Zum Konzert am 20. August 1989 in Salzburg


     The Guardian, London 31. August 1989     

Arts: Master class

Another Salzburg festival triumph by Dietrich Fischer-Dieskau


IF ANYONE after Dietrich Fischer-Dieskau's last London visit thought that the long career of this greatest of lieder singers was winding down, then his latest triumph at the Salzburg Festival firmly scotches any such idea. This performance with Alfred Brendel of the most taxing of song-cycles, Schubert's Die Winterreise, had even the most staid of Austrian music critics-who by tradition never respond at the end of any event-applauding eagerly, and there was every reason to do so. 

Only last month in London Fischer-Dieskau was sounding disappointingly rough in Mozart concert arias. The honey in the voice had so drained away, that as with too many lesser baritones, pitching was often vague. Yet Salzburg and Schubert proved quite different. For years Fischer-Dieskau has resisted the idea of giving his lieder recitals in the Grosses Festspielhaus, the big festival hall, understandably preferring the small one next door with its more intimate atmosphere and more conventional oblong shape. For Winterreise with Brendel he was persuaded that it had to be the big house, and the wonder was that, whatever the extra problems he had to cope with, it suited him even better. Here is a personality more than commanding enough to embrace the wider-spaced audience in the big hall. It actually seemed a benefit to him that from a stage a hundred foot wide he faced the broadest of auditoriums. It forced him to act out the story of the love-sick poet on his winter journey with a graphic intensity that even he has rarely matched, using the widest range of tone, dynamic and expression.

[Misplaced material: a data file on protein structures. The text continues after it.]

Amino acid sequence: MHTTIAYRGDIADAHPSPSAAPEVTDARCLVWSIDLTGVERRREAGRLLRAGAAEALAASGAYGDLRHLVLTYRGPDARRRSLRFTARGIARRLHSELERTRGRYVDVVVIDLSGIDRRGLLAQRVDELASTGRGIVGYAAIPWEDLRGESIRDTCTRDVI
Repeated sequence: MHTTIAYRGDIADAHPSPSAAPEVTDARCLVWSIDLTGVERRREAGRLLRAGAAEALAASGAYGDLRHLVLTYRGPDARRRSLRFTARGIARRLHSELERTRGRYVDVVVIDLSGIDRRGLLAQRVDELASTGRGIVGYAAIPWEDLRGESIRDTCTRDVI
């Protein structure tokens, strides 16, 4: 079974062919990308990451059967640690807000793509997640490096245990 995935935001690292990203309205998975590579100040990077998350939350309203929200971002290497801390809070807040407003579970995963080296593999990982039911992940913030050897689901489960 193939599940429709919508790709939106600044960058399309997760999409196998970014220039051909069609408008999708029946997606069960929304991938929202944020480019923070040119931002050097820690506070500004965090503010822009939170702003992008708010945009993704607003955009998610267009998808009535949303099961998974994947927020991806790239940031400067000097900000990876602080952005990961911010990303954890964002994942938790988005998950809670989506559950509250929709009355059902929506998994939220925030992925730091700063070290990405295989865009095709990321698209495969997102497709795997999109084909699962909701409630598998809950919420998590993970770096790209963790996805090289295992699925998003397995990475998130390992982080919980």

In principle this was a magnified performance that ran counter to the idea of lieder as an intimate genre. In practice Fischer-Dieskau's vocal and facial acting had one so involved that he brought himself physically close throughout, and the advantage of a broad hall was that no one was too far away. Including opera, this was the finest acting I have seen in Salzburg this year. The singer was not just a narrator and commentator but an active participant, so that when he closed his eyes, as he often did, whether in anguish or ecstasy, that physical response was totally at one with the voice and its inspired accompaniment. 

Fischer-Dieskau has already made more recordings of Winterreise than any singer in history. He has done one with Brendel, but this time the expressive balance was subtly different. With the singer so liberated, the great pianist, usually free in Schubert himself, provided the structural firmness, consistently supporting the spontaneously uninhibited expression of his partner. On record I dare say it might sound 'over-the-top', but thank goodness a live occasion like this could inspire a great artist to give so generously of a lifetime's experience.


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